The only phone in this small bistro, opened six years ago by Jean-Claude Iacovelli, is a pay phone by the rest rooms, but there's no need to call in advance because the restaurant doesn't take reservations. While this means there may be a wait, the reward is terrific food that doesn't cost much. Where else can $8 satisfy a craving for foie gras? A wonderful appetizer of thin curls of squid in a slick of coriander, cayenne, curry and cinnamon costs even less. To follow, there's perfectly slow-roasted lamb with garlic and thyme. The trade-off is that the dining room is packed shoulder to shoulder, payment is cash only and service can be with or without charm, depending on some unfathomable Gallic calculation.

One Saturday night soon after I ate at Jean Claude, I walked by Moomba (133 Seventh Ave. S.; 212-989-1414), another Manhattan restaurant with a buzz. But you certainly can't see the action from the street. Although the restaurant has big windows, they are covered with thick curtains. Want to peek in the door? Not very likely, since you have to pass a velvet rope and a bouncer. I don't suppose Moomba will win any hospitality awards, and it probably doesn't care to. For that, I can always count on chef-owner Alan Tardi's gracious Follonico (6 W. 24th St.; 212-691-6359).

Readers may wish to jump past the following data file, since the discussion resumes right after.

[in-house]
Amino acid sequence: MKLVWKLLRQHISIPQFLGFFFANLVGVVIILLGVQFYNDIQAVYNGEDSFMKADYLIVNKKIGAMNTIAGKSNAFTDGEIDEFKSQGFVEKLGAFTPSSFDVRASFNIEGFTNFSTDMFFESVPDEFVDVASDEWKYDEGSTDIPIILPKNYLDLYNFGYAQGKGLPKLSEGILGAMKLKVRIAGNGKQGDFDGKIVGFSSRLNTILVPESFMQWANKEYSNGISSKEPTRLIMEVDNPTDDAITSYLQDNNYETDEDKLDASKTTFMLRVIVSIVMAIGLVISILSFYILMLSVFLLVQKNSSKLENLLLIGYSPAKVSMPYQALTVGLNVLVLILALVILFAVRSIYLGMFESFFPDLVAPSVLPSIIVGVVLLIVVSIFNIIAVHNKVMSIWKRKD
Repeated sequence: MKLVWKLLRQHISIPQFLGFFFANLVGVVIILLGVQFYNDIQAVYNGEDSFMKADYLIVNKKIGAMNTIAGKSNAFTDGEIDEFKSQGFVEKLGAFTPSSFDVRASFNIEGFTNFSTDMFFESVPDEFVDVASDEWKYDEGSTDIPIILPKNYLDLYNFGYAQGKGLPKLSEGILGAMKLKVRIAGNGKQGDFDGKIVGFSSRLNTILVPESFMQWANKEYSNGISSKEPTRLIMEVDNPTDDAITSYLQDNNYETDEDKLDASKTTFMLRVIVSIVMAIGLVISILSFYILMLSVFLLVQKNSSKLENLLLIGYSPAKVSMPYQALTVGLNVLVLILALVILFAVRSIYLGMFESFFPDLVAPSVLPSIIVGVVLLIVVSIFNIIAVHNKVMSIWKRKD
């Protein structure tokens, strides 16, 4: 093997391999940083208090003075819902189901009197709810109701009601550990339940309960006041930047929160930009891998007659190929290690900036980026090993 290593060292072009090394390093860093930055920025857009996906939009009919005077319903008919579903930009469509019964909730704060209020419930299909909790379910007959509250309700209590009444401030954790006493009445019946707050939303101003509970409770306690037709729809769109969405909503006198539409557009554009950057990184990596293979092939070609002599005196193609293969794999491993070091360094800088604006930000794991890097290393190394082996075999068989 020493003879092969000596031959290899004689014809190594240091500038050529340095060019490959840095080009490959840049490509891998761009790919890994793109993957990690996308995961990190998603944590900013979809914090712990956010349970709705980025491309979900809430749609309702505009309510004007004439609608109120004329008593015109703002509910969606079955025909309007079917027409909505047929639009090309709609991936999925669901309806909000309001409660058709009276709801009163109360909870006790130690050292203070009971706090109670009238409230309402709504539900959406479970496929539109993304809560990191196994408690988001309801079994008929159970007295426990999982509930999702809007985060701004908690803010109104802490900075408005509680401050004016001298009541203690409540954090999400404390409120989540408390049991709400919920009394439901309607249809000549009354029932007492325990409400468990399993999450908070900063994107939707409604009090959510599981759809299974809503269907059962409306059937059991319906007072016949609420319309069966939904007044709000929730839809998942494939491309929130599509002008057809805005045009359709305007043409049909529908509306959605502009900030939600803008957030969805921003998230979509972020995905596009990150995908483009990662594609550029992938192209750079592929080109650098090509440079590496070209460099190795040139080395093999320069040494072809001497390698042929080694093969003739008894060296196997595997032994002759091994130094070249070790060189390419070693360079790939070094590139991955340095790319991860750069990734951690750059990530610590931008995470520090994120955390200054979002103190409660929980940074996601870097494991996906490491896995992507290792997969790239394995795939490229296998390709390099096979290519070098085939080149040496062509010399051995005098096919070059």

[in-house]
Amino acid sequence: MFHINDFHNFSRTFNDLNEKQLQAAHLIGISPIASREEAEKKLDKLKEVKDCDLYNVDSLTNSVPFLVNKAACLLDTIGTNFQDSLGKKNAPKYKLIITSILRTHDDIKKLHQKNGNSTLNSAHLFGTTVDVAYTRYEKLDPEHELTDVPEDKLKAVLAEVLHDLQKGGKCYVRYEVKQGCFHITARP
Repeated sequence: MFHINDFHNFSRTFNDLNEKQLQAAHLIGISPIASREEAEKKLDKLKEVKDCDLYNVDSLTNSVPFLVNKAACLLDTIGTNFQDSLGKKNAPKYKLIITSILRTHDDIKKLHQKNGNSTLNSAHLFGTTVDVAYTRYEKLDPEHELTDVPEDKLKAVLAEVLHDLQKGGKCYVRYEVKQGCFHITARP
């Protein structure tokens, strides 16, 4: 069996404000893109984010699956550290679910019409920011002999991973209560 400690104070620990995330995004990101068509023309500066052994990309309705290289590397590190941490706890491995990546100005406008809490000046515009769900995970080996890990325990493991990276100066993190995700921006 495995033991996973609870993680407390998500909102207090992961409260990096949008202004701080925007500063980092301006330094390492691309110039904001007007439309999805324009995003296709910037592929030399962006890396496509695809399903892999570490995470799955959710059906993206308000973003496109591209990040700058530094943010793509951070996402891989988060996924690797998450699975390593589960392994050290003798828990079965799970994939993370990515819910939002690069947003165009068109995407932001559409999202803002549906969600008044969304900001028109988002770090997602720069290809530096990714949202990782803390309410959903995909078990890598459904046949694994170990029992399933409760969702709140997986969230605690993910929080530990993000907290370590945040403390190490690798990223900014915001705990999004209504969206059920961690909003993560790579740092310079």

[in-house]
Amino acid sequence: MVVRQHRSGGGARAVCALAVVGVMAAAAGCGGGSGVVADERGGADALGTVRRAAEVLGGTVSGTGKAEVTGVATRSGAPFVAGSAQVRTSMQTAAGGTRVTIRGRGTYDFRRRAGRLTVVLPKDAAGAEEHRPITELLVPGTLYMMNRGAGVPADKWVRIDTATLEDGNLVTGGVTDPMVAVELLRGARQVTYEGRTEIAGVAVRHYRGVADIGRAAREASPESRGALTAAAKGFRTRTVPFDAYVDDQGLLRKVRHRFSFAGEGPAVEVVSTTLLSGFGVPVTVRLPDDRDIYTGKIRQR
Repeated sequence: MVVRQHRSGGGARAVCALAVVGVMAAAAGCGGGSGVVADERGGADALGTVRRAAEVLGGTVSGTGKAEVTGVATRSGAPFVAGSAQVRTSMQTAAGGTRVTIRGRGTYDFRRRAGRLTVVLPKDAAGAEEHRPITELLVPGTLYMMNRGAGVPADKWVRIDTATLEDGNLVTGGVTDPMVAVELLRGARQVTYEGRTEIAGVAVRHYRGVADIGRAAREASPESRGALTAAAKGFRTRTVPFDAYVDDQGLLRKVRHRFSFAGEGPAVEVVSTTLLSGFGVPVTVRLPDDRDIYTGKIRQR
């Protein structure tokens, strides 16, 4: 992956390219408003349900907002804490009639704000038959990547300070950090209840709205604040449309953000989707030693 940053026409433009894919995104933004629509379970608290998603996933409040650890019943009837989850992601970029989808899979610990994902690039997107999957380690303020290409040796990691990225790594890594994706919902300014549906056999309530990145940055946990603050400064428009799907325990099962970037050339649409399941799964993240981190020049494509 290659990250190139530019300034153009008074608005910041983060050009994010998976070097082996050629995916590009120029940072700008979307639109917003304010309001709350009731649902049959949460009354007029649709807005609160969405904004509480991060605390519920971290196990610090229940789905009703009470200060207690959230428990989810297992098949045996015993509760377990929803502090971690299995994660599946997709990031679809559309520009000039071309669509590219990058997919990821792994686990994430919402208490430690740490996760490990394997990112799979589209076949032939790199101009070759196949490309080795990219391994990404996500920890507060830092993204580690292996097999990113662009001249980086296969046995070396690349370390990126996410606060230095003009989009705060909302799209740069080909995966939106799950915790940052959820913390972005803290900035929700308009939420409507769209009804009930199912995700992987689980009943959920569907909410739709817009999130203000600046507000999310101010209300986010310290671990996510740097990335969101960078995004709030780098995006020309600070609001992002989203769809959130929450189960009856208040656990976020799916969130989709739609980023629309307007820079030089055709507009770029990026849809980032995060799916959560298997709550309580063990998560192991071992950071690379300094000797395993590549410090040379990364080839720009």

Follonico has the understated appeal of an Italian countryside inn. Four years ago, I thought that I'd discovered the restaurant, but I have since come to realize that everyone has the same proprietary feeling about it. Having eaten here so many times, I can report that I've had good meals and exceptional ones. I've never left unhappy.

I like to start with a hot bath: the Piedmontese bagna cauda, a pot of oil, garlic and anchovy, into which you dip vegetables. The delightful fazzoletto is a thin blanket of pasta, with herbs or flowers pressed into it, on a ragout that may contain morels, fiddlehead ferns and wild leeks. Tardi also takes a whole fish (usually red snapper), stuffs it with herbs and bakes it in a crust of spices and rock salt, which preserves the pristine flavors.

Restaurants with bouncers must know the clock is running. At Follonico, time has a way of standing still.

Charles Suisman is the publisher and editor of the Manhattan User's Guide newsletter.